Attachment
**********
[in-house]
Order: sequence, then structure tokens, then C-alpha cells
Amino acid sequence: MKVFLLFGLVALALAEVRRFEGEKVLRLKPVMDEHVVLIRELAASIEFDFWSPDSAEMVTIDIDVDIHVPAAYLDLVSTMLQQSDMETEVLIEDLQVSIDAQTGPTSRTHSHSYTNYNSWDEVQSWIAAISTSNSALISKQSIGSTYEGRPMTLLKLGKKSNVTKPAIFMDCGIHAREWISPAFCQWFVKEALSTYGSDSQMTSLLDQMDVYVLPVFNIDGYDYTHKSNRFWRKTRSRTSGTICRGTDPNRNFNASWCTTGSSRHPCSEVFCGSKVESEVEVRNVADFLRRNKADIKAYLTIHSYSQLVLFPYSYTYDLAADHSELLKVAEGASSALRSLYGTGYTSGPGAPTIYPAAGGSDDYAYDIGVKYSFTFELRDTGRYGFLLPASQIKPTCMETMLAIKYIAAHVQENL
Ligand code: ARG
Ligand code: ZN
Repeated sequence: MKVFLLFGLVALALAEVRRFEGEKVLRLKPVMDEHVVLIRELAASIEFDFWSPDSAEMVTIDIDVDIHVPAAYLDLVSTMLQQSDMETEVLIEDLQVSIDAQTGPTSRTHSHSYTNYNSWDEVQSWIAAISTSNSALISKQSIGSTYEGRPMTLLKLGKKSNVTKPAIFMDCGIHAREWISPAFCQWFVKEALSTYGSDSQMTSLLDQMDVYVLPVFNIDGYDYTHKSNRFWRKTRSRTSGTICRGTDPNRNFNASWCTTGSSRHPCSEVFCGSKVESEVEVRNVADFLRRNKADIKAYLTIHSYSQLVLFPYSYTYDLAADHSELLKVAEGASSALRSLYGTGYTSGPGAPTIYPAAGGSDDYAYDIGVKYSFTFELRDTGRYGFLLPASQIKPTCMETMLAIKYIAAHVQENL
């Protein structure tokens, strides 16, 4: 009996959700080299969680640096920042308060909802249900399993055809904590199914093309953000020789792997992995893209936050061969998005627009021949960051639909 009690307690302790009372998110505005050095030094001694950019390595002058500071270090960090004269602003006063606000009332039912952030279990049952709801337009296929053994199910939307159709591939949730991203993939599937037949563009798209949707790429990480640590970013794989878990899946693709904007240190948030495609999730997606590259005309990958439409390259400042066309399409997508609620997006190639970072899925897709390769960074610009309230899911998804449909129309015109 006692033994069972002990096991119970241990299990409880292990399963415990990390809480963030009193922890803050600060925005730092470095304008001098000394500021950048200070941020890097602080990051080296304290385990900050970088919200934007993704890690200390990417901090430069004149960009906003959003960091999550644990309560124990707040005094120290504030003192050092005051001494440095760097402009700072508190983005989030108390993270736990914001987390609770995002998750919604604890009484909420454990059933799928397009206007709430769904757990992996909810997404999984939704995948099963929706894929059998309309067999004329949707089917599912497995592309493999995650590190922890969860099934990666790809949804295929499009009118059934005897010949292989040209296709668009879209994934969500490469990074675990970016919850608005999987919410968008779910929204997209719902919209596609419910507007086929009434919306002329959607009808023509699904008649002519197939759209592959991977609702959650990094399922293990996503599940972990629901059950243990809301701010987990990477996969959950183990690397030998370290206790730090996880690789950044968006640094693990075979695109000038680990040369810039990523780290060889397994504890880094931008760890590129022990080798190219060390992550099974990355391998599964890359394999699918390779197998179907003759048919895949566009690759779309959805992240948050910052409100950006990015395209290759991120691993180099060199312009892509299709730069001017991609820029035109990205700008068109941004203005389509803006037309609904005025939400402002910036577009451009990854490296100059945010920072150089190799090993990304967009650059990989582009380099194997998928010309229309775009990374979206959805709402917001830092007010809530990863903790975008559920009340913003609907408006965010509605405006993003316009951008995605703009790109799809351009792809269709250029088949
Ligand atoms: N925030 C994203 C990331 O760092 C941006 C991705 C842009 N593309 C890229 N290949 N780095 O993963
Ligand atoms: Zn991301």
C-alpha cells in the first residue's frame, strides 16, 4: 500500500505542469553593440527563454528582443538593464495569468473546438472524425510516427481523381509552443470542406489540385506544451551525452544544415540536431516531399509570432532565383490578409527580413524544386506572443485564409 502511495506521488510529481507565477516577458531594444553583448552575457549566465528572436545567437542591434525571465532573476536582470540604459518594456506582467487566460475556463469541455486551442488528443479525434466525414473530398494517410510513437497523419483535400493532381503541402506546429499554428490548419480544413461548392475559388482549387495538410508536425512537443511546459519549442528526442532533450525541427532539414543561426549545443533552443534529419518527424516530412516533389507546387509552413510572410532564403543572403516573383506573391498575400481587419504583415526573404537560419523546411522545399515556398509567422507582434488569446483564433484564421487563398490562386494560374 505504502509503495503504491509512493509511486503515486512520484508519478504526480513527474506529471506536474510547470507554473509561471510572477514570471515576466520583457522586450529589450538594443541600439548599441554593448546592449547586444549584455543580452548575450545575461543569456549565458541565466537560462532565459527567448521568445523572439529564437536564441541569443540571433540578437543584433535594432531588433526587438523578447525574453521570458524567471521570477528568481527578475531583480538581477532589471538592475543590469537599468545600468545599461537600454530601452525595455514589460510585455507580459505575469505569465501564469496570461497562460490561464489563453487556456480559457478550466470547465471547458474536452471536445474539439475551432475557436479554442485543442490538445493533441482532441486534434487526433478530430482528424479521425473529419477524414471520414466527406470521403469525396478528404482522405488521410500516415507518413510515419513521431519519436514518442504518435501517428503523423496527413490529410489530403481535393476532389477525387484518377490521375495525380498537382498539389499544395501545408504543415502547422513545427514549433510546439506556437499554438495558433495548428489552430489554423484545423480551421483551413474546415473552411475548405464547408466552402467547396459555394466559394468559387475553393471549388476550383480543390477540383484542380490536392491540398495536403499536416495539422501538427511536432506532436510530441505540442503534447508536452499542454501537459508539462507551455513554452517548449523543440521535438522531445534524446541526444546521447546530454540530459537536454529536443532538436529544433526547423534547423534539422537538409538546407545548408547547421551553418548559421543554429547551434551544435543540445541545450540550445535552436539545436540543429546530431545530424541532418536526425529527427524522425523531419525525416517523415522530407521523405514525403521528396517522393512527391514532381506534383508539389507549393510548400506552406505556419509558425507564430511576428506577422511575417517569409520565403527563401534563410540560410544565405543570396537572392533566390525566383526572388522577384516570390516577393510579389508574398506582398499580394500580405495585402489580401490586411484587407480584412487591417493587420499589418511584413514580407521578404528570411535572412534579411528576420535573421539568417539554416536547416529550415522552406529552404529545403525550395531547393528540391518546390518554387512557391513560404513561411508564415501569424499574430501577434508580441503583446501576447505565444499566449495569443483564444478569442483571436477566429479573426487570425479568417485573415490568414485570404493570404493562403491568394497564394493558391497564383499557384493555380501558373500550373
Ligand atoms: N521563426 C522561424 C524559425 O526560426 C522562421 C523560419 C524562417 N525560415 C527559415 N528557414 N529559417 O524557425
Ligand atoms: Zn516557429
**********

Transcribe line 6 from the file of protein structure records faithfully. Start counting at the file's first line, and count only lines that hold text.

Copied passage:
Repeated sequence: MKVFLLFGLVALALAEVRRFEGEKVLRLKPVMDEHVVLIRELAASIEFDFWSPDSAEMVTIDIDVDIHVPAAYLDLVSTMLQQSDMETEVLIEDLQVSIDAQTGPTSRTHSHSYTNYNSWDEVQSWIAAISTSNSALISKQSIGSTYEGRPMTLLKLGKKSNVTKPAIFMDCGIHAREWISPAFCQWFVKEALSTYGSDSQMTSLLDQMDVYVLPVFNIDGYDYTHKSNRFWRKTRSRTSGTICRGTDPNRNFNASWCTTGSSRHPCSEVFCGSKVESEVEVRNVADFLRRNKADIKAYLTIHSYSQLVLFPYSYTYDLAADHSELLKVAEGASSALRSLYGTGYTSGPGAPTIYPAAGGSDDYAYDIGVKYSFTFELRDTGRYGFLLPASQIKPTCMETMLAIKYIAAHVQENL